Written by Kiyohide Ohara and Norio Osada, with story elements by Kazuo Kamimura and Kazuo Koike, and directed by Toshiya Fujita once again, “Lady Snowblood 2: Love Song of Vengeance” is a sequel that left me wanting the satisfaction that the first film elicited. Meiko Kaji returns as the fierce Yuki Kashima fresh off of her successes from the first film, but in hot pursuit by the authorities for her murderous actions. Eventually she’s worn down and essentially lets her self get caught, but while on the way to be hanged, she’s offered a way to avoid her capitol punishment by the Government’s secret police. Word of Lady Snowblood’s violent revenge had gotten around and the secret police decided they could use her as a spy to retrieve a vitally important document from a well known political activist, Ransui Tokunaga (Jûzô Itami). Eventually Yuki grows attached to Ransui and becomes sympathetic to his cause. She refuses to kill him and things evolve further from there, but it’s all a bit jumbled. If the political machinations of Japan’s government in the late 1800’s seems like a curious choice of story elements after the exquisitely defined, and streamlined, first film’s revenge plot- you aren’t alone. The first film is simply superior to this one. Yes, there are violent fight scenes, but none of it feels as purposeful as in the original film. It’s not exactly a “bad” film within the Samurai genre of cinema, it’s just a bit muddled and a little boring. Somewhat recommended.

Mr. Arkadin (1955) The Comprehensive Version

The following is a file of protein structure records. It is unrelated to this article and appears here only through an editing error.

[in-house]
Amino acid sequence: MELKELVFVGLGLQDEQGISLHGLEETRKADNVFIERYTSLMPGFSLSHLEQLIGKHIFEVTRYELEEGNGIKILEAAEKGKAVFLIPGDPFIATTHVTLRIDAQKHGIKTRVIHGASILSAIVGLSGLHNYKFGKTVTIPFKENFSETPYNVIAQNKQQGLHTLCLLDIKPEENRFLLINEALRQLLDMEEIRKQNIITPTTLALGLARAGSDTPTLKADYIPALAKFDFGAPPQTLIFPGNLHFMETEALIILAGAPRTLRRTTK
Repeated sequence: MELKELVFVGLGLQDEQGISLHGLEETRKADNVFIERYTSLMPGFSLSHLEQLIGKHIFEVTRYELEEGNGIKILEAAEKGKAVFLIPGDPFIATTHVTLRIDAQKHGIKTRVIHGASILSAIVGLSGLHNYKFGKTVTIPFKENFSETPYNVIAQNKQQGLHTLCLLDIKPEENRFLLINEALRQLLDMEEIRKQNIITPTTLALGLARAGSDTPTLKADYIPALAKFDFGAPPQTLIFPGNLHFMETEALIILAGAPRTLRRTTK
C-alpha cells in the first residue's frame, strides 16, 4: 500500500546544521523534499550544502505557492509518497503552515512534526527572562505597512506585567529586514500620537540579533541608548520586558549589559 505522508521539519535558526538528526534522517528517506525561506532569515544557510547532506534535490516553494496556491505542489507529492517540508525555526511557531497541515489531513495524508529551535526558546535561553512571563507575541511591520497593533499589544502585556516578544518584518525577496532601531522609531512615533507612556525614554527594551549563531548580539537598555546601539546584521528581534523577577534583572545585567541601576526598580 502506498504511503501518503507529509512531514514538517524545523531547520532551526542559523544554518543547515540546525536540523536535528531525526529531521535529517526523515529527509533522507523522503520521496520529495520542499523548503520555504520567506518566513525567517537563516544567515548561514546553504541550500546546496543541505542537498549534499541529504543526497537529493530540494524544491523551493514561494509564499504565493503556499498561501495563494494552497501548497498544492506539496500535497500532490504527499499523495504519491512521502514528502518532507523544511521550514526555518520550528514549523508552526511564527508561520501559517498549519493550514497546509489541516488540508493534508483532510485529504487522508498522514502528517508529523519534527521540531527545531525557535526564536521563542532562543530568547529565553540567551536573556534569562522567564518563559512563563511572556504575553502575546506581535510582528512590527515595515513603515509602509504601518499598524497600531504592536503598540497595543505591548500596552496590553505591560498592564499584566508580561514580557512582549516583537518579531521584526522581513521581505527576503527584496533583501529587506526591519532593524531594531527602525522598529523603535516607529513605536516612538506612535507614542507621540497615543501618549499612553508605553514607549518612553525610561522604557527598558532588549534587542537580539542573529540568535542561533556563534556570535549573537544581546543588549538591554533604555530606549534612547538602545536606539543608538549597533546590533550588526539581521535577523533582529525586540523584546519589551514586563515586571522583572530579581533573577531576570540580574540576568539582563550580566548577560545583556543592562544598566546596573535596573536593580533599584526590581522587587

Written by, directed by, and starring Orson Welles as the titular Mr. Arkadin, “Mr. Arkadin”, also known as “Confidential Report”, is a fun spin on a tale with a few similarities to Welles’ most well known film, “Citizen Kane”. Guy Van Stratten (Robert Arden), a small time American smuggler in Europe with his girlfriend Mily (Patricia Medina) hear a rumor that the famous Russian Oligarch Gregory Arkadin has a dark secret, with only the name Sophie to go by. The two decide to blackmail Arkadin, but when they arrive to Arkadin’s castle in Spain, they find themselves on a different path. After Van Stratten secures a meeting with the mysterious figure, they’re understandably taken aback when he admits to knowing of them both, their criminal activity, and instead hires them to track down elements of his past. You see, Arkadin has amnesia and cannot remember anything before 1927. He awoke in a town square in Switzerland with a large amount of money on his person and not knowing a single fact about who he was or how he arrived in Switzerland. So, Arkadin wants answers and he’s willing to pay the young couple since they’re skilled enough to bring rumors to his ears and attempt a blackmail scheme on him, he thought it was cute, but it showed their mettle, so he hired them on the spot. The two decide that Van Stratten should be the one to travel abroad and track down any trace elements of the Oligarch’s true past while Mily stays near Arkadin to keep an eye on him. Van Stratten goes about finding and interviewing various people that claim to know who Arkadin was before he became Arkadin. Throughout this process Van Stratten keeps up a line of communication with Arkadin’s daughter Raina (Paola Mori)- much to Arkadin’s displeasure. Raina is the only person Arkadin seems to really care about, and once the true reasoning behind everything comes to the surface, it’s easy to see why Arkadin would want to keep his past hidden from his daughter. I’ll leave the final plotting details to those willing to seek it out, but I quite enjoyed this one from Orson Welles. It was filmed quickly and on a moment’s notice for some scenes, being a French-Spanish-Swiss co-production meant there was a lot of production juggling going on. Though throughout the film I was constantly mistaking the lead Robert Arden for Rod Sterling, the original host of the Twilight Zone, and that was mildly distracting, but my own issue. Arden was a mostly “fine” actor for the role, but his performance wasn’t anything to write home about if I’m being honest. He did the job decently enough, but he was a bit dull in the overall scheme of the film. There’s just enough of Orson Welles as Mr. Arkadin for him to be a powerful presence, but not enough to overpower the film to his hand either, which is good. I’d place this film roughly in the upper-middle of Orson Welles films, not his worst by far, but not near the heights of what he would accomplish in the filmmaking world either. Mostly recommended.